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    Hello mother fucker! when you ask a question read also the answer instead of asking another question on an answer who already contain the answer of your next question!
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    Elite Member Aella's Avatar
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    An intrusive unnecessary medical exam done without the patient's consent? I can't even begin to describe how NOT OKAY that is.
    "Remember to always be yourself. Unless you suck." - Joss Whedon

    "The only thing more expensive than education is ignorance." -Benjamin Franklin

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    Gold Member 00Kimmi00's Avatar
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    Quote Originally Posted by sputnik View Post
    honestly, i wouldn't care. i'd be out cold, and med students need to learn.
    i was reading the article thinking, i should probably be outraged... but no outrage ensued. i just kind of went, meh, let them at it.
    ITA. People seem to overlook the fact that processes deemed distasteful need to be done in order to make progress within a specific field. The students have been learning about this shit for four years and have seen outlandish shit in textbooks...I doubt one womans insecurity over the state of her vaginas aesthetics is going to irk them or be the crux for judgement.
    People still have no problem complaining about doctors incompetancy though...wonder why...

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    Elite Member Aella's Avatar
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    Quote Originally Posted by 00Kimmi00 View Post
    ITA. People seem to overlook the fact that processes deemed distasteful need to be done in order to make progress within a specific field. The students have been learning about this shit for four years and have seen outlandish shit in textbooks...I doubt one womans insecurity over the state of her vaginas aesthetics is going to irk them or be the crux for judgement.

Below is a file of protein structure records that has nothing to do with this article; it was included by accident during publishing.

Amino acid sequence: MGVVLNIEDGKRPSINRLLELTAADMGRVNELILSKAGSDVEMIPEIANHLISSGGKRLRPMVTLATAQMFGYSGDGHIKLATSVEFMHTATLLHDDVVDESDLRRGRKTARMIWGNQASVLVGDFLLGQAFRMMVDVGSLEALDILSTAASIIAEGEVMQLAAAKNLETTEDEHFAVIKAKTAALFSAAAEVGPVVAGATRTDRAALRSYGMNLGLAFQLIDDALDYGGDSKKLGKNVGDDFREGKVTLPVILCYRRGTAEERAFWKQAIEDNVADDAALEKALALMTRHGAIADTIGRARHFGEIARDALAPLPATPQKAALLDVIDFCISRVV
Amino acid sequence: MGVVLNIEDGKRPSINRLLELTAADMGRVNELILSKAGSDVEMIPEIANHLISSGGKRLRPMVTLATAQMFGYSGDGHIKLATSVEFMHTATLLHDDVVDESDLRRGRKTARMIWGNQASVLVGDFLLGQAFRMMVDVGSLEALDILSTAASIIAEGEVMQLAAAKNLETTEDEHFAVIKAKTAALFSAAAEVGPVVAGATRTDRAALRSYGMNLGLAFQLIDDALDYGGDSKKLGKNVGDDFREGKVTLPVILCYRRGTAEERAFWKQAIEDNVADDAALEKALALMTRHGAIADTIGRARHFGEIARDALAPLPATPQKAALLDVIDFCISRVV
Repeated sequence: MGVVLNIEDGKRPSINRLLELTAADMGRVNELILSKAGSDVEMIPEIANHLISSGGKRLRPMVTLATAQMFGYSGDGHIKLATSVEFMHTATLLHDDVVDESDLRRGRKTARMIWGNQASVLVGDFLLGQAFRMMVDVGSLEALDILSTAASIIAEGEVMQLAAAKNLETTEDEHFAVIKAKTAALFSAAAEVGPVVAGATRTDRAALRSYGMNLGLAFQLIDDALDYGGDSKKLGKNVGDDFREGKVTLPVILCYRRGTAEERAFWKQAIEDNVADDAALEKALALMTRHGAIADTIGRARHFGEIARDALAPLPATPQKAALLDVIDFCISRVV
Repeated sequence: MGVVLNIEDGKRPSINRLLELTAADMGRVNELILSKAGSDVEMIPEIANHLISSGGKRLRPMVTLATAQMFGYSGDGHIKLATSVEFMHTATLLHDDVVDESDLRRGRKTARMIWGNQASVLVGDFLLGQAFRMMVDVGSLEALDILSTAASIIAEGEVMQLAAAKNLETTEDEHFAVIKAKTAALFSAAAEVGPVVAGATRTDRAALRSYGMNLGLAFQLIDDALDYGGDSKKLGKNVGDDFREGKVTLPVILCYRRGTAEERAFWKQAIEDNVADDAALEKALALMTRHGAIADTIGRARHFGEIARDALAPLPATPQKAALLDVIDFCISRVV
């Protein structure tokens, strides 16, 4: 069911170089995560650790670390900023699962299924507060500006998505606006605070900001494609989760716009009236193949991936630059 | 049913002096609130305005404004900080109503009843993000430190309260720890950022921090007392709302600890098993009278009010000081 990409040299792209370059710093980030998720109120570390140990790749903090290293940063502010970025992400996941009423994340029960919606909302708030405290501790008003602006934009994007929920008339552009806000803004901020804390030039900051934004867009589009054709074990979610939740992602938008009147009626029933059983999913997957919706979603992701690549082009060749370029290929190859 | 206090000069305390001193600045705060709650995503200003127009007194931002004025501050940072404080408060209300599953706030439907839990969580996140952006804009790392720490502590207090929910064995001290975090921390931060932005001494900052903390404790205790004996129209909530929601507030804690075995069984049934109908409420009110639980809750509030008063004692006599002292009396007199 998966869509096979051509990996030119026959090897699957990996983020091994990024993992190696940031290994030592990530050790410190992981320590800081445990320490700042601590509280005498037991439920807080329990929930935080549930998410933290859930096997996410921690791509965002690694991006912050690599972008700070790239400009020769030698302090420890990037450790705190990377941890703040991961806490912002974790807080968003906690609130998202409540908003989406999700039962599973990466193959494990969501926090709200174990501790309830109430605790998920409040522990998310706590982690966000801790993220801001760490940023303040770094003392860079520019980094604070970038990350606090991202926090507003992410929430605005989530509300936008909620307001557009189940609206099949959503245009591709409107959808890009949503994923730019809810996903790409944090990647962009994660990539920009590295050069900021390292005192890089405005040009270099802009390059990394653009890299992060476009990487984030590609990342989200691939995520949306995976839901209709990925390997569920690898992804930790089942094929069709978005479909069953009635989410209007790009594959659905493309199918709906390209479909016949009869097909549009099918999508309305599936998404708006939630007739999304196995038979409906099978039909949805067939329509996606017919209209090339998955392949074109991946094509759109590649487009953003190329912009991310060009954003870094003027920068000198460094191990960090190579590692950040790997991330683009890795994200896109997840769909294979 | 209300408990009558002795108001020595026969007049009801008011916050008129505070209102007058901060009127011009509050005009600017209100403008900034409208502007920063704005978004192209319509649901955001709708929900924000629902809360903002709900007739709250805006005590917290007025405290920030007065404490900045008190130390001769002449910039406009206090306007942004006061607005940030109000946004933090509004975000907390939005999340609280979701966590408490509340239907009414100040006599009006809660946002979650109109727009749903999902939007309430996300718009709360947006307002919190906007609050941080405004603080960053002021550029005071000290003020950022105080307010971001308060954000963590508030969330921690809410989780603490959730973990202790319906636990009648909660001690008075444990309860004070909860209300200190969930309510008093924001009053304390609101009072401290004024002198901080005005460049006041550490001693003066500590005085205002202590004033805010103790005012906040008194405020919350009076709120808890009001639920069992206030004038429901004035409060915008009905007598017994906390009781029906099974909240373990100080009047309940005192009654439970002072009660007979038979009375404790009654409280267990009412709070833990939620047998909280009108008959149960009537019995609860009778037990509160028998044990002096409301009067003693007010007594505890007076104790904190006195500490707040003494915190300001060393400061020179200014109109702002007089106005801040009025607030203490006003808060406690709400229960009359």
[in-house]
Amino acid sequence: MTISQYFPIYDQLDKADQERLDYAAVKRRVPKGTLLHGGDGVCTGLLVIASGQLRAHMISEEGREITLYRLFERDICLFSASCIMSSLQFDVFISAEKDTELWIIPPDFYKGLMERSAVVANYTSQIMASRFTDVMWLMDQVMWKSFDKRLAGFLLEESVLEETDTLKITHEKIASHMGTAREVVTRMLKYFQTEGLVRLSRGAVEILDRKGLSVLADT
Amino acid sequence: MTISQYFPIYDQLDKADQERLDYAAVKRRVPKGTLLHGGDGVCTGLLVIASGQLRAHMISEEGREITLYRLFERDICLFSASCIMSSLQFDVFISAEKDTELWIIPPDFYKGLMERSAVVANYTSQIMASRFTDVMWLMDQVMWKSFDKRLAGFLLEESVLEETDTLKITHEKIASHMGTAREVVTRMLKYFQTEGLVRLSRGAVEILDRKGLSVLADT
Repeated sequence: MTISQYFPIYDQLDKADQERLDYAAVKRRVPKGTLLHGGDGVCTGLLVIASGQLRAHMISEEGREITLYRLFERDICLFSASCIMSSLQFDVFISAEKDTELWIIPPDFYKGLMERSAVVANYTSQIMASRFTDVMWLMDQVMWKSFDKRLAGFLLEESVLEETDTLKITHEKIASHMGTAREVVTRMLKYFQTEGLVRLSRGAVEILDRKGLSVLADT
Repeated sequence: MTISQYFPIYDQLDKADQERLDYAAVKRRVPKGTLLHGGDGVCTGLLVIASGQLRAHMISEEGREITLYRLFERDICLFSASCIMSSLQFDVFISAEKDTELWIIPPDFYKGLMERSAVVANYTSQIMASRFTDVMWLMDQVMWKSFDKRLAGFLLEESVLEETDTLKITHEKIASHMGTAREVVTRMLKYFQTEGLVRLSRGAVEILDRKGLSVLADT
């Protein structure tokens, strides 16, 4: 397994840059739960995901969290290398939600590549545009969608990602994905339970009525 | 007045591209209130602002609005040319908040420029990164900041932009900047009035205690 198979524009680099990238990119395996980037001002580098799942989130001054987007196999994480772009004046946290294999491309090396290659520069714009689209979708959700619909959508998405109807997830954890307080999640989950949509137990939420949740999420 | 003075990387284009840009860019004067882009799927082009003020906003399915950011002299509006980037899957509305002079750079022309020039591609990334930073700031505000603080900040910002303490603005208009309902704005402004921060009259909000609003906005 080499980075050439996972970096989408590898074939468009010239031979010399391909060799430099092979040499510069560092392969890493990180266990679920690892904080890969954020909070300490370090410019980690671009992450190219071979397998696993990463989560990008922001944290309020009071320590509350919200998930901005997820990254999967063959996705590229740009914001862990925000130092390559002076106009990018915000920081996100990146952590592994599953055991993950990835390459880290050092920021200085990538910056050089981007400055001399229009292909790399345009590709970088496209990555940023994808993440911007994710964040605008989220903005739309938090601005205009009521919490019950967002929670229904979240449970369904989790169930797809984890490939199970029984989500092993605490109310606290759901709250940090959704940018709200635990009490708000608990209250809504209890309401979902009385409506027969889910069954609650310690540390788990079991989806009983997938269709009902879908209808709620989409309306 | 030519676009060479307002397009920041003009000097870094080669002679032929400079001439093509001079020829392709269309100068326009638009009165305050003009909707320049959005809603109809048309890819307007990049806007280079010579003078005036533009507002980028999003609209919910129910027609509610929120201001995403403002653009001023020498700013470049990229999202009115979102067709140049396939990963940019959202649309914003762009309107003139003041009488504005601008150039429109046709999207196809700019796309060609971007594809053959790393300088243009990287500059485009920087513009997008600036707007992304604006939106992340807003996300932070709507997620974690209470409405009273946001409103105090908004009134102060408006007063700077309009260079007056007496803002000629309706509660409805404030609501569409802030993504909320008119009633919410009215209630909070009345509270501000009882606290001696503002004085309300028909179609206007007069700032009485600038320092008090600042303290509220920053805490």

People still have no problem complaining about doctors incompetancy though...wonder why...
    Of course students need to learn. Which can be just as easily accomplished by asking patients to let students observe a medical exam, or finding volunteers for free medical exams, or even paying people a small sum to volunteer to take part in such exams. A doctor's right to learn does not trump patient rights, which is why in most countries there are laws and medical ethics to prevent that kind of situation.
    "Remember to always be yourself. Unless you suck." - Joss Whedon

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    Elite Member Chilly Willy's Avatar
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    Students can learn how to do a pelvic exam on a conscious woman who gave her consent.

    I'm often asked at all kinds of doctors, if it's okay that a med student is present. I always agree.
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    Gold Member 00Kimmi00's Avatar
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    ^ Yeh, but what I was getting at is that alot of people say no because they think they're 'not normal' or they're embarrassed for no good reason. So many med students, so little opportunity.
    Who here would consent to it?

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    Elite Member sputnik's Avatar
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    honestly, if a med student is going to give me a pelvic exam, i'd rather be out cold
    i get your point, and i totally understand why it bugs a lot of women, i just can't bring myself to feel anything. maybe i've known too many med students or something but for some reason i just don't care about this.
    I'm open to everything. When you start to criticise the times you live in, your time is over. - Karl Lagerfeld

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    Elite Member yanna's Avatar
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    Have them learn on conscious women who can feel the pain and who have consented so they will make less of a mess of things later on. This is 100% not ok.

    Either way, I would probably consent if asked but it would be nice to be asked first. Just assuming that I'll play cadaver for their students makes me want to shoot the first doctor I see. Who the fuck do they think they are?